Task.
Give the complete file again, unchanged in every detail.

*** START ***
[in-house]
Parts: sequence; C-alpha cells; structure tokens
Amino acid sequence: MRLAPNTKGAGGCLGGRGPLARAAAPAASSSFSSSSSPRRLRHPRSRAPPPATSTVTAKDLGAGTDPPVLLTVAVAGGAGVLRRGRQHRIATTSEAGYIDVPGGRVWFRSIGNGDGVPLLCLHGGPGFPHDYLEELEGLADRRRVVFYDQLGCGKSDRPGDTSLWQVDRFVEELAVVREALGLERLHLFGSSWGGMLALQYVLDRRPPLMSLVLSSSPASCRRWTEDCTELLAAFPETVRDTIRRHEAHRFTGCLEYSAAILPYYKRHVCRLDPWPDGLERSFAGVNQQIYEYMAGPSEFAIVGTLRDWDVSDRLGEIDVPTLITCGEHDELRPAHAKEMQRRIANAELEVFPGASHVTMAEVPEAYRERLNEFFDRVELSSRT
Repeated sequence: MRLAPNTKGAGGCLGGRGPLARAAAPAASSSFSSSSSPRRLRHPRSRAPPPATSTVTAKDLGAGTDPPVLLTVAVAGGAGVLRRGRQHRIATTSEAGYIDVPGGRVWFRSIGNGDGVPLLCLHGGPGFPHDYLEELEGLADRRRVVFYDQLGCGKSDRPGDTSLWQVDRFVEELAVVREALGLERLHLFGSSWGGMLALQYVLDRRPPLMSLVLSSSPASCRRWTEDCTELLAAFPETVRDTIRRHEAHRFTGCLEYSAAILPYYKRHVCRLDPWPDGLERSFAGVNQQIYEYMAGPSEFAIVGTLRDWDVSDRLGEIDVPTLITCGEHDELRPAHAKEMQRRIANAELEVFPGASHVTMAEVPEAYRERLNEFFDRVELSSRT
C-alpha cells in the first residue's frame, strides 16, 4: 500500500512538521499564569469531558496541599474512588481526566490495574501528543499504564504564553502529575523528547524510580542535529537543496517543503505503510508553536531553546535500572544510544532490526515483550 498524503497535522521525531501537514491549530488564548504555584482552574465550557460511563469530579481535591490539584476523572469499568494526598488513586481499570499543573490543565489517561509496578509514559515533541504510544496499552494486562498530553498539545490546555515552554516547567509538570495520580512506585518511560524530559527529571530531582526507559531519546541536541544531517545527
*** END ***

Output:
[in-house]
Parts: sequence; C-alpha cells; structure tokens
Amino acid sequence: MRLAPNTKGAGGCLGGRGPLARAAAPAASSSFSSSSSPRRLRHPRSRAPPPATSTVTAKDLGAGTDPPVLLTVAVAGGAGVLRRGRQHRIATTSEAGYIDVPGGRVWFRSIGNGDGVPLLCLHGGPGFPHDYLEELEGLADRRRVVFYDQLGCGKSDRPGDTSLWQVDRFVEELAVVREALGLERLHLFGSSWGGMLALQYVLDRRPPLMSLVLSSSPASCRRWTEDCTELLAAFPETVRDTIRRHEAHRFTGCLEYSAAILPYYKRHVCRLDPWPDGLERSFAGVNQQIYEYMAGPSEFAIVGTLRDWDVSDRLGEIDVPTLITCGEHDELRPAHAKEMQRRIANAELEVFPGASHVTMAEVPEAYRERLNEFFDRVELSSRT
Repeated sequence: MRLAPNTKGAGGCLGGRGPLARAAAPAASSSFSSSSSPRRLRHPRSRAPPPATSTVTAKDLGAGTDPPVLLTVAVAGGAGVLRRGRQHRIATTSEAGYIDVPGGRVWFRSIGNGDGVPLLCLHGGPGFPHDYLEELEGLADRRRVVFYDQLGCGKSDRPGDTSLWQVDRFVEELAVVREALGLERLHLFGSSWGGMLALQYVLDRRPPLMSLVLSSSPASCRRWTEDCTELLAAFPETVRDTIRRHEAHRFTGCLEYSAAILPYYKRHVCRLDPWPDGLERSFAGVNQQIYEYMAGPSEFAIVGTLRDWDVSDRLGEIDVPTLITCGEHDELRPAHAKEMQRRIANAELEVFPGASHVTMAEVPEAYRERLNEFFDRVELSSRT
C-alpha cells in the first residue's frame, strides 16, 4: 500500500512538521499564569469531558496541599474512588481526566490495574501528543499504564504564553502529575523528547524510580542535529537543496517543503505503510508553536531553546535500572544510544532490526515483550 498524503497535522521525531501537514491549530488564548504555584482552574465550557460511563469530579481535591490539584476523572469499568494526598488513586481499570499543573490543565489517561509496578509514559515533541504510544496499552494486562498530553498539545490546555515552554516547567509538570495520580512506585518511560524530559527529571530531582526507559531519546541536541544531517545527